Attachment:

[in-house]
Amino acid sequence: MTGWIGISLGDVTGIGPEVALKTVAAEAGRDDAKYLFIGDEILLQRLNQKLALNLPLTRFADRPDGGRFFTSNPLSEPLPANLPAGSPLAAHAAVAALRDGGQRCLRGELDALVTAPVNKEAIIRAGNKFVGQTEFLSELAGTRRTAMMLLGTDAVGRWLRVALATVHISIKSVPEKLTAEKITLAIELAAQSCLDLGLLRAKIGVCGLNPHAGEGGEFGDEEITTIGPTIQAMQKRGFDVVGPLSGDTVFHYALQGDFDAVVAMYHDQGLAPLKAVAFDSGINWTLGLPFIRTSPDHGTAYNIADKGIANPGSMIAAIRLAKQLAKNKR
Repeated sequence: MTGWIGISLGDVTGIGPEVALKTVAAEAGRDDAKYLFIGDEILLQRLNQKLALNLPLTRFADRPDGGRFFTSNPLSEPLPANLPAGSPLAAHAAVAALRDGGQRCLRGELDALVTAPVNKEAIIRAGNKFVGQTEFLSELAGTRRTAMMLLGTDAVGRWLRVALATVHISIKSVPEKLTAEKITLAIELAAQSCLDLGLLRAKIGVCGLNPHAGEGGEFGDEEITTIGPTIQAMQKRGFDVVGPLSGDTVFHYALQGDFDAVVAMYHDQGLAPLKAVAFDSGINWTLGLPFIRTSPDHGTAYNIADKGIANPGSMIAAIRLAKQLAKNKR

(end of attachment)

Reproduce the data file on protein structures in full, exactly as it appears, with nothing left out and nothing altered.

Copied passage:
[in-house]
Amino acid sequence: MTGWIGISLGDVTGIGPEVALKTVAAEAGRDDAKYLFIGDEILLQRLNQKLALNLPLTRFADRPDGGRFFTSNPLSEPLPANLPAGSPLAAHAAVAALRDGGQRCLRGELDALVTAPVNKEAIIRAGNKFVGQTEFLSELAGTRRTAMMLLGTDAVGRWLRVALATVHISIKSVPEKLTAEKITLAIELAAQSCLDLGLLRAKIGVCGLNPHAGEGGEFGDEEITTIGPTIQAMQKRGFDVVGPLSGDTVFHYALQGDFDAVVAMYHDQGLAPLKAVAFDSGINWTLGLPFIRTSPDHGTAYNIADKGIANPGSMIAAIRLAKQLAKNKR
Repeated sequence: MTGWIGISLGDVTGIGPEVALKTVAAEAGRDDAKYLFIGDEILLQRLNQKLALNLPLTRFADRPDGGRFFTSNPLSEPLPANLPAGSPLAAHAAVAALRDGGQRCLRGELDALVTAPVNKEAIIRAGNKFVGQTEFLSELAGTRRTAMMLLGTDAVGRWLRVALATVHISIKSVPEKLTAEKITLAIELAAQSCLDLGLLRAKIGVCGLNPHAGEGGEFGDEEITTIGPTIQAMQKRGFDVVGPLSGDTVFHYALQGDFDAVVAMYHDQGLAPLKAVAFDSGINWTLGLPFIRTSPDHGTAYNIADKGIANPGSMIAAIRLAKQLAKNKR